Colo. Freshman to Defend Hard-Won Seat

Like no other freshman member of Congress, Colorado Republican Rep. Bob Beauprez (search) can’t afford to be seen indulging in the age-old "party politics" of the left-right spectrum.

That’s because this Republican won his seat in 2002 by a scant 120 votes – by far the tightest margin of any House race in 2002 – in a district that was one-third GOP, one-third Democrat and one-third independent when he was elected.

Since then, despite failed Republican attempts to alter the map, the 7th District has actually become slightly more Democratic.

That doesn’t seem to faze Beauprez, who comes from a family of Colorado cattle ranchers and dairy farmers and now runs one of the most successful community banks in the state.

"How are you going to represent the entire district under these circumstances? I approach it much like I did my business," said Beauprez, who built Heritage Bank (search) from a one-branch operation in 1990.

"You forget about Democratic voters and Republican voters and even independent voters. Transportation, the VA hospital, taxation, Medicare for prescription drugs — I don’t know how you can adequately address those big issues, including the War on Terror, and think of them as partisan," he told

The 7th District was created after the 2000 census, when a population boom earned Colorado another congressional seat. It incorporates three counties and most of the inner Denver suburbs, including Aurora and Lakewood. There is an increasing Hispanic immigrant population and growing black middle class, which has made it slightly more Democratic since 2002, say analysts.

Beauprez beat former Democratic state Sen. Mike Feeley 47 percent to 47 percent in 2002. This year, Dave Thomas (search), who lost to Feeley in the Democratic primary two years ago, is Beauprez's sole opponent.

Analysts say the odds are better for the Republican, since he’s had a year to cement his support. Campaign forecasts at have this race in their toss-up/tilting Republican column. Analysts there say Beauprez is still vulnerable because of the configuration of the district.

Republicans don’t appear threatened.

"The incredible ability of Bob Beauprez to win voters over with hard work, to get things done for the district makes us very comfortable with this race," assured Chris Paulitz, spokesman for the National Republican Congressional Committee (search).

But Thomas, who has been the elected Jefferson County District Attorney (search) for 12 years and prosecuted the cases involving the 1999 Columbine High School murders, said he is equally strong, if not stronger than Feeley two years ago, and has the disenchantment of the voters on his side as well.

"What I’m hearing is I’m not only equally strong, but I’m the right person, in the right place and at the right time," Thomas told "He does have the advantage of incumbency. He has a fundraising advantage because he’s been in Congress for over a year. But we are gaining on him."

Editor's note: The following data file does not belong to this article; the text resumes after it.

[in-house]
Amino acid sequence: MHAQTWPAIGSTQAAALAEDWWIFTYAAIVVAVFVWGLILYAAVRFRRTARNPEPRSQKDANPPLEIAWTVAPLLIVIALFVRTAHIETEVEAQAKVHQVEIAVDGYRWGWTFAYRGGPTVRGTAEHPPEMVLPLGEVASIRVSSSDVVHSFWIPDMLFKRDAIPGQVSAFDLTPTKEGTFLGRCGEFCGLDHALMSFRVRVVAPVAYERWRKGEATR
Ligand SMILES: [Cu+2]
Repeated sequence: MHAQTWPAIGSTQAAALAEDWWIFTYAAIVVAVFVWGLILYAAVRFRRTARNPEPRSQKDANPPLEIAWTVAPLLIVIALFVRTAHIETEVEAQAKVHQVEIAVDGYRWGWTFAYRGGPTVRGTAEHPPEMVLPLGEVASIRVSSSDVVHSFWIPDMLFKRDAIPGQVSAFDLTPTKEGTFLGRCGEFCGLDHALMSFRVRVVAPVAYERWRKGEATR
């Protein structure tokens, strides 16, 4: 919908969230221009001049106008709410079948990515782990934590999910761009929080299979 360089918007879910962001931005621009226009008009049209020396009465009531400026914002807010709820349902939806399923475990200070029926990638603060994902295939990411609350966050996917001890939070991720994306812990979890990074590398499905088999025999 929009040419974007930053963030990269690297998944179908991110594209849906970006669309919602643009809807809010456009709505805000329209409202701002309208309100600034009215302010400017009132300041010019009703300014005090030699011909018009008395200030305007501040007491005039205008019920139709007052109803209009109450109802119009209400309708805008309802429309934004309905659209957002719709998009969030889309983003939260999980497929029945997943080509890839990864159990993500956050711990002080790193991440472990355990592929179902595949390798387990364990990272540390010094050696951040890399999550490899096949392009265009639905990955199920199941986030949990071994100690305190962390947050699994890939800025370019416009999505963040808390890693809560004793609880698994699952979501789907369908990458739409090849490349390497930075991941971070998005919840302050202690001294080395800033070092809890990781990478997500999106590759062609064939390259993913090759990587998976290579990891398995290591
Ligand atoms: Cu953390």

He said the economy has not picked up on Colorado and the working class is feeling it. Meanwhile, he blames Republicans in Congress for spending wildly and racking up the deficit. He said growing uneasiness with the war in Iraq doesn’t help, either.

"(Beauprez) votes 97 percent the party line, and there is a growing disenchantment with members of Congress who simply vote party line without exploring the issues of importance to the people of the district," said Thomas, who has also served as a U.S. District Attorney in Colorado. "What people are looking forward is for people who are going to work hard towards creative solutions to their problems."

But Beauprez said that his district is doing better than most areas of the country, with promise on a number of different fronts – from a travel industry pick-up to bio-medical research and defense contracting. He points to his role in the creation of a new Veterans Administration hospital in the district, as well as bringing in millions in necessary transportation funding this year.

Chris Gage, executive director of the Colorado Democratic Party, said Beauprez can hardly take credit for all of this good news. "Bob Beauprez has done absolutely nothing – he is the talking points congressman and he doesn’t have anything original to say," he said, dismissing the idea that Beauprez is independent from party politics.

In fact, Democrats point out that President Bush hardly has a lock on Colorado – he won the state to Vice President Al Gore by just 50 to 49 percent in 2000. Democrats are counting on a wave of pro-Democratic support to swing the state their way this year in both the presidential and congressional races.

The 7th district "is a race we absolutely think we can win," he said, referring to Thomas. "We have a very strong candidate, a very, very popular district attorney."

Rep. Scott McInnis, R-Colo., doesn’t agree. "My prediction is he [Beauprez] will win by seven to nine points – he’s solidifying that district better than I have ever seen," he told "I’ll take a bet from anybody on that race."